3. 3. 3 Hi is 2-connected, Hi − vi is connected for i = 1, 2 and it then follows that G − {v1 , v2 } is connected. So, in both cases, we have found a vertex vn and two nonadjacent neighbors v1 , v2 of vn so that G − {v1 , v2 } is connected. Next, choose an ordering v3 , v4 , . . . , vn of the vertices of G − {v1 , v2 } so that i < j whenever d ist(vi , vn ) > d ist(vj , vn ) (this can be achieved by taking a breadth first search tree rooted at vn ). We claim that the greedy algorithm will use at most ∆ colours when following this order. Since v1 and v2 are nonadjacent, they both get colour 1. Since v3 , . . . , vn−1 have at least one neighbor following them, they have at most ∆ − 1 neighbors preceding them, so they will also receive colours which are ≤ ∆. Finally, since v1 and v2 got the same colour, there are at most ∆ − 1 distinct colours used on the neighbors of vn , so vn will also get a colour which is ≤ ∆. Colouring Structure Theorem 6.4 (Gallai-Roy-Vitaver) If D is an orientation of G and the longest directed path in D has length t, then χ(G) ≤ t + 1. Furthermore, equality holds for some orientation of G. Proof: We may assume without loss that G is connected. Now, let D be a maximal acyclic subgraph of D, and note that V (D ) = V (G). Define a function φ : V (G) → {0, 1, . . . , t} by the rule that φ(v) is the length of the longest directed path in D ending at v. We claim that φ is a colouring of G. To see this, let (u, v) ∈ E(D). If (u, v) ∈ E(D ) and P ⊆ D is the longest directed path in D ending at u, then appending the edge (u, v) to P yields a longer directed path in D ending at v (it cannot form a directed cycle since D is acyclic). It follows that φ(v) > φ(u). If (u, v) ∈ D , then it follows from the maximality of D that there must exist a directed path Q ⊆ D from v to u. Now, if P is the longest directed path in D ending at v, we find that P ∪ Q is a directed path ending at u. Thus φ(u) > φ(v). It follows that f is a (t + 1)-colouring of G, as required. To see that there exists an orientation of G for which equality holds, let k = χ(G) and let φ : V (G) → {1, 2, . . . , k} be a k-colouring of G. Now, orient the edges of G to form an acyclic digraph D by the rule that every edge uv with φ(u) < φ(v) is oriented from u to v. Now the colours increase along every directed path in D, so every such path must have length at most k − 1.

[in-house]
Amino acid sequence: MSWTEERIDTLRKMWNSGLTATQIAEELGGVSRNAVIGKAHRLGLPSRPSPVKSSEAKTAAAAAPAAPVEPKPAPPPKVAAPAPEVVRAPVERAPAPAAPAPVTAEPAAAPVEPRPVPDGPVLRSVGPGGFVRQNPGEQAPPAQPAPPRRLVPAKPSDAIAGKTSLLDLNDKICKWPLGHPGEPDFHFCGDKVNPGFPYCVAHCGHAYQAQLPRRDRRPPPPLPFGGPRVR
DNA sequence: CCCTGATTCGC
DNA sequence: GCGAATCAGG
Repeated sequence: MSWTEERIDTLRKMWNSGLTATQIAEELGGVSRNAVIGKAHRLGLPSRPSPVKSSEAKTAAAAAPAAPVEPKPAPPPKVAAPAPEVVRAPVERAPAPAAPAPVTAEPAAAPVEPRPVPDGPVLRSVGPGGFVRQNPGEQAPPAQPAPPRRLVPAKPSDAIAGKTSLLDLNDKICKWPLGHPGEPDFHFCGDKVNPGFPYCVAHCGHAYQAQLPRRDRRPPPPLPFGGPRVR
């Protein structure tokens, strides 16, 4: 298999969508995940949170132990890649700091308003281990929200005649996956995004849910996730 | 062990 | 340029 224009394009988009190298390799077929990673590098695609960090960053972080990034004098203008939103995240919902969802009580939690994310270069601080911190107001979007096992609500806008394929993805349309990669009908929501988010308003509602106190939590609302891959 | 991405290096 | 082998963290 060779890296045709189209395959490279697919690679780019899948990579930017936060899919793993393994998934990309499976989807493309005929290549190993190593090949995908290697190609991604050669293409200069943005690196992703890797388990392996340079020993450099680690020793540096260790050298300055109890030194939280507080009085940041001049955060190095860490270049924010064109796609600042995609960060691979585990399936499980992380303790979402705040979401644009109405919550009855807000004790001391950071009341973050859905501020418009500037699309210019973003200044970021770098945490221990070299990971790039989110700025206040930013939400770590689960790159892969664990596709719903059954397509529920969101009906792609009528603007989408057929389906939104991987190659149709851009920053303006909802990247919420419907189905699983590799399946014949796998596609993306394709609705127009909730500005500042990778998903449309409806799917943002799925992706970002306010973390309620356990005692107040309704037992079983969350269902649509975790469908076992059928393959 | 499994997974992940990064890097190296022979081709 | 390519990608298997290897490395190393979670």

4. 4. 4 Mycielski’s Construction: Let G be a graph with vertex set V = {v1 , v2 , . . . , vn }. We construct a new graph G from G by the following procedure: For every 1 ≤ i ≤ n, add a new vertex ui and add an edge from ui to every neighbor of vi in {v1 , v2 , . . . , vn }. Finally, add one new vertex w and add an edge from w to every ui . Theorem 6.5 (Mycielski) Let G be a graph obtained from G by applying Mycielski’s construction. Then χ(G ) = χ(G) + 1. Further, if G is triangle free, then so is G . Proof: We shall use the notation in the description of Mycielski’s Construction and we shall assume that χ(G) = k. If φ : V (G) → {1, 2, . . . , k} is a k-colouring of G, we may extend φ to a (k + 1)-colouring of G by assigning φ(ui ) = φ(vi ) for 1 ≤ i ≤ n and then setting φ(w) = k + 1. It follows from this that χ(G ) ≤ χ(G) + 1. Also, note that it follows from the definitions that G will be triangle free if G is triangle free. It remains to show that χ(G ) ≥ χ(G)+1. Suppose (for a contradiction) that φ : V (G ) → {1, . . . , k} is a colouring of G and assume (without loss) that φ(w) = k. Note that no vertex in {u1 , . . . , un } can get colour k and let S = {vi : 1 ≤ i ≤ n and φ(vi ) = k}. Now we shall modify φ by the rule that for every vi ∈ S we change φ(vi ) to φ(ui ). We claim that the restriction of φ to G is still a colouring of G. Since S is an independent set, we need only check that φ does not have a conflict on edges vi vj where vi ∈ S and vj ∈ S. However, in this case the colour of vi was changed to φ(ui ), but ui vj ∈ E(G ). It follows that φ(vi ) = φ(vj ) after our change. Now we have now found a (k − 1)-colouring of G, which contradicts our assumption. Critical Graphs: If G is a graph with χ(G) = k and χ(H) < k for every proper subgraph H ⊂ G, then we say that G is k-colour critical or k-critical. Observation 6.6 If G is k-critical, then δ(G) ≥ k − 1. Proof: Suppose (for a contradiction) that G is k-critical and that v ∈ V (G) satisfies d eg(v) < k − 1. Then G − v has a (k − 1)-colouring, and this colouring extends to a (k − 1)-colouring of G, a contradiction. Theorem 6.7 If G is (k + 1)-critical, then G is k-edge-connected.